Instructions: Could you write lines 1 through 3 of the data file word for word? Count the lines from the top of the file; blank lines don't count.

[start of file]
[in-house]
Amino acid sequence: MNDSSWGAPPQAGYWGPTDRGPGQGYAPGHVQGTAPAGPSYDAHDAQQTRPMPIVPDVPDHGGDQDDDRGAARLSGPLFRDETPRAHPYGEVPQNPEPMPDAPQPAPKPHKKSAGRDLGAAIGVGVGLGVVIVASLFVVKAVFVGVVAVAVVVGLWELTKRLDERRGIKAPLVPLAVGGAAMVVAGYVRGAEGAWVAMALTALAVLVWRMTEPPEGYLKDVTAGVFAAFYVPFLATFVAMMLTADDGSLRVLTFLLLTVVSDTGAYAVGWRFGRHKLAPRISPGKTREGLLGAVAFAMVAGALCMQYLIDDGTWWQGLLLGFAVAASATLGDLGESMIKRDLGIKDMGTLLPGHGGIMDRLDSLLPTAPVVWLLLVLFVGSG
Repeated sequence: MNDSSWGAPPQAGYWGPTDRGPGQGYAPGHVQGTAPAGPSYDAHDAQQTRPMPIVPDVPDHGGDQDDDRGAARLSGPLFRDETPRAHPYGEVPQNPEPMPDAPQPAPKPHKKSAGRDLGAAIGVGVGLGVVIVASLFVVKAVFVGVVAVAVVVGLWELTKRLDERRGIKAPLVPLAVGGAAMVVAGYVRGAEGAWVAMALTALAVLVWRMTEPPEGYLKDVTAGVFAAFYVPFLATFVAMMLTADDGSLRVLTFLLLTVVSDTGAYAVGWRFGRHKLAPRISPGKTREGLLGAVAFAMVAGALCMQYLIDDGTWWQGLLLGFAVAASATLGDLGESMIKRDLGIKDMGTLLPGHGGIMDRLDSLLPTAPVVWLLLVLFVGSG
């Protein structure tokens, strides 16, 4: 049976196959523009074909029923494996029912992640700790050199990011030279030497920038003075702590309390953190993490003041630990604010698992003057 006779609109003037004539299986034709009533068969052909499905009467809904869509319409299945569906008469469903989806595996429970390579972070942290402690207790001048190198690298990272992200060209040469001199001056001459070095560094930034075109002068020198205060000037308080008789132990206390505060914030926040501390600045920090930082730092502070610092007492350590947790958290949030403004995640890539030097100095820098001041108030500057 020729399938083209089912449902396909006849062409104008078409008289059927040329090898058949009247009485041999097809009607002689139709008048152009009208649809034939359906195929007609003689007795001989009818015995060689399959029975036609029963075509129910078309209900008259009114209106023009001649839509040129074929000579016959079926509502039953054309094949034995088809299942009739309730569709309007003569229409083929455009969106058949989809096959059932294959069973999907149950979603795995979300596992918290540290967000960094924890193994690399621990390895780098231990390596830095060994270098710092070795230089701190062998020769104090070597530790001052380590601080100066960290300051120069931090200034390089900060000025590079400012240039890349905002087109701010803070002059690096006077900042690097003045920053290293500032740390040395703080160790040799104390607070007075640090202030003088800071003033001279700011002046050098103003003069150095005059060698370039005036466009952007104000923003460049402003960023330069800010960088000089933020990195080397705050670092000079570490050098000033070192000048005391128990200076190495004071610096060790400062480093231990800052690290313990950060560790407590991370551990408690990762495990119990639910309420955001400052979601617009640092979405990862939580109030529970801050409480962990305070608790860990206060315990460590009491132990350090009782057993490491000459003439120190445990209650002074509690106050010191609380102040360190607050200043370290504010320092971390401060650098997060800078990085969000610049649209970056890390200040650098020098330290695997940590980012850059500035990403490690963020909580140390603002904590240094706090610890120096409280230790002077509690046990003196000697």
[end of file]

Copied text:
[in-house]
Amino acid sequence: MNDSSWGAPPQAGYWGPTDRGPGQGYAPGHVQGTAPAGPSYDAHDAQQTRPMPIVPDVPDHGGDQDDDRGAARLSGPLFRDETPRAHPYGEVPQNPEPMPDAPQPAPKPHKKSAGRDLGAAIGVGVGLGVVIVASLFVVKAVFVGVVAVAVVVGLWELTKRLDERRGIKAPLVPLAVGGAAMVVAGYVRGAEGAWVAMALTALAVLVWRMTEPPEGYLKDVTAGVFAAFYVPFLATFVAMMLTADDGSLRVLTFLLLTVVSDTGAYAVGWRFGRHKLAPRISPGKTREGLLGAVAFAMVAGALCMQYLIDDGTWWQGLLLGFAVAASATLGDLGESMIKRDLGIKDMGTLLPGHGGIMDRLDSLLPTAPVVWLLLVLFVGSG
Repeated sequence: MNDSSWGAPPQAGYWGPTDRGPGQGYAPGHVQGTAPAGPSYDAHDAQQTRPMPIVPDVPDHGGDQDDDRGAARLSGPLFRDETPRAHPYGEVPQNPEPMPDAPQPAPKPHKKSAGRDLGAAIGVGVGLGVVIVASLFVVKAVFVGVVAVAVVVGLWELTKRLDERRGIKAPLVPLAVGGAAMVVAGYVRGAEGAWVAMALTALAVLVWRMTEPPEGYLKDVTAGVFAAFYVPFLATFVAMMLTADDGSLRVLTFLLLTVVSDTGAYAVGWRFGRHKLAPRISPGKTREGLLGAVAFAMVAGALCMQYLIDDGTWWQGLLLGFAVAASATLGDLGESMIKRDLGIKDMGTLLPGHGGIMDRLDSLLPTAPVVWLLLVLFVGSG